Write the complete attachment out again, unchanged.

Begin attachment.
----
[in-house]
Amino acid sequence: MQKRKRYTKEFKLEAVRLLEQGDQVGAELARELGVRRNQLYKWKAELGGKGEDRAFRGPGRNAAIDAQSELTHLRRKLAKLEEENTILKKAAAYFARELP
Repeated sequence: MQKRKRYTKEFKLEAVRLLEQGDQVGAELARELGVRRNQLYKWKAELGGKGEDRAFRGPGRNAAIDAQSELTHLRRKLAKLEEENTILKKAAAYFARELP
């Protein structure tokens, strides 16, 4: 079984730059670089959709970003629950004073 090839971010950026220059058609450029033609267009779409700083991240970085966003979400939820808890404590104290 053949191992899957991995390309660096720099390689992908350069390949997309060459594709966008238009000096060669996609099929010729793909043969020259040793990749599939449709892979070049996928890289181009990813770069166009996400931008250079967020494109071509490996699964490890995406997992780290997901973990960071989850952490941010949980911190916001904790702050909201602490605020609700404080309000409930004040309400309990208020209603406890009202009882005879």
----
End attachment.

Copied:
[in-house]
Amino acid sequence: MQKRKRYTKEFKLEAVRLLEQGDQVGAELARELGVRRNQLYKWKAELGGKGEDRAFRGPGRNAAIDAQSELTHLRRKLAKLEEENTILKKAAAYFARELP
Repeated sequence: MQKRKRYTKEFKLEAVRLLEQGDQVGAELARELGVRRNQLYKWKAELGGKGEDRAFRGPGRNAAIDAQSELTHLRRKLAKLEEENTILKKAAAYFARELP
């Protein structure tokens, strides 16, 4: 079984730059670089959709970003629950004073 090839971010950026220059058609450029033609267009779409700083991240970085966003979400939820808890404590104290 053949191992899957991995390309660096720099390689992908350069390949997309060459594709966008238009000096060669996609099929010729793909043969020259040793990749599939449709892979070049996928890289181009990813770069166009996400931008250079967020494109071509490996699964490890995406997992780290997901973990960071989850952490941010949980911190916001904790702050909201602490605020609700404080309000409930004040309400309990208020209603406890009202009882005879």